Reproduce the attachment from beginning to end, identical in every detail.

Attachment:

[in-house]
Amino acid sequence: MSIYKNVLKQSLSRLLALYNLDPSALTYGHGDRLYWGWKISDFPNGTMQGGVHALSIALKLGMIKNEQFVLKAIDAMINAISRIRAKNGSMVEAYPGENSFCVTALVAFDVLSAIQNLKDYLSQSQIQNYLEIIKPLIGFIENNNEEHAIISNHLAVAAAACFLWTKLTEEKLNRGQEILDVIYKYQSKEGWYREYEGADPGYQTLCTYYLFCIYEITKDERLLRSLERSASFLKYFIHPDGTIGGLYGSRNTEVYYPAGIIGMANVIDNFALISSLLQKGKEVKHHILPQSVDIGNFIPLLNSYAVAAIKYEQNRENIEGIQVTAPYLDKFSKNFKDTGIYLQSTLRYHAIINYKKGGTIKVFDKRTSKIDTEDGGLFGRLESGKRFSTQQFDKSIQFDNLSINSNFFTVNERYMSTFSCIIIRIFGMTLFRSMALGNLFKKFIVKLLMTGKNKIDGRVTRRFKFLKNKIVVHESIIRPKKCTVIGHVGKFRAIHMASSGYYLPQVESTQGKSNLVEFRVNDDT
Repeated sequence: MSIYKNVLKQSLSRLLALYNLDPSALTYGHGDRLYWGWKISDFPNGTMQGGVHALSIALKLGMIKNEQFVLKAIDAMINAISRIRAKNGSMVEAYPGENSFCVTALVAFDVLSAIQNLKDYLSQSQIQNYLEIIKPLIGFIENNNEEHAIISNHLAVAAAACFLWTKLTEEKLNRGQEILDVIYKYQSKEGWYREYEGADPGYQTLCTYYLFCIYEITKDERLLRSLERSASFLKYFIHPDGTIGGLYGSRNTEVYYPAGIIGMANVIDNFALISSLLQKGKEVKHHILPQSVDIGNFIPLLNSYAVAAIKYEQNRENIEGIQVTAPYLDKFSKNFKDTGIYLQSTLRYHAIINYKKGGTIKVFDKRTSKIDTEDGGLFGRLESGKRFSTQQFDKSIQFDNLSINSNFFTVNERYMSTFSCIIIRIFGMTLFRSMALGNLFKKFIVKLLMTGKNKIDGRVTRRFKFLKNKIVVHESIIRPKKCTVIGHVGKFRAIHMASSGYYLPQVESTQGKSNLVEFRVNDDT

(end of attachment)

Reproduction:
[in-house]
Amino acid sequence: MSIYKNVLKQSLSRLLALYNLDPSALTYGHGDRLYWGWKISDFPNGTMQGGVHALSIALKLGMIKNEQFVLKAIDAMINAISRIRAKNGSMVEAYPGENSFCVTALVAFDVLSAIQNLKDYLSQSQIQNYLEIIKPLIGFIENNNEEHAIISNHLAVAAAACFLWTKLTEEKLNRGQEILDVIYKYQSKEGWYREYEGADPGYQTLCTYYLFCIYEITKDERLLRSLERSASFLKYFIHPDGTIGGLYGSRNTEVYYPAGIIGMANVIDNFALISSLLQKGKEVKHHILPQSVDIGNFIPLLNSYAVAAIKYEQNRENIEGIQVTAPYLDKFSKNFKDTGIYLQSTLRYHAIINYKKGGTIKVFDKRTSKIDTEDGGLFGRLESGKRFSTQQFDKSIQFDNLSINSNFFTVNERYMSTFSCIIIRIFGMTLFRSMALGNLFKKFIVKLLMTGKNKIDGRVTRRFKFLKNKIVVHESIIRPKKCTVIGHVGKFRAIHMASSGYYLPQVESTQGKSNLVEFRVNDDT
Repeated sequence: MSIYKNVLKQSLSRLLALYNLDPSALTYGHGDRLYWGWKISDFPNGTMQGGVHALSIALKLGMIKNEQFVLKAIDAMINAISRIRAKNGSMVEAYPGENSFCVTALVAFDVLSAIQNLKDYLSQSQIQNYLEIIKPLIGFIENNNEEHAIISNHLAVAAAACFLWTKLTEEKLNRGQEILDVIYKYQSKEGWYREYEGADPGYQTLCTYYLFCIYEITKDERLLRSLERSASFLKYFIHPDGTIGGLYGSRNTEVYYPAGIIGMANVIDNFALISSLLQKGKEVKHHILPQSVDIGNFIPLLNSYAVAAIKYEQNRENIEGIQVTAPYLDKFSKNFKDTGIYLQSTLRYHAIINYKKGGTIKVFDKRTSKIDTEDGGLFGRLESGKRFSTQQFDKSIQFDNLSINSNFFTVNERYMSTFSCIIIRIFGMTLFRSMALGNLFKKFIVKLLMTGKNKIDGRVTRRFKFLKNKIVVHESIIRPKKCTVIGHVGKFRAIHMASSGYYLPQVESTQGKSNLVEFRVNDDT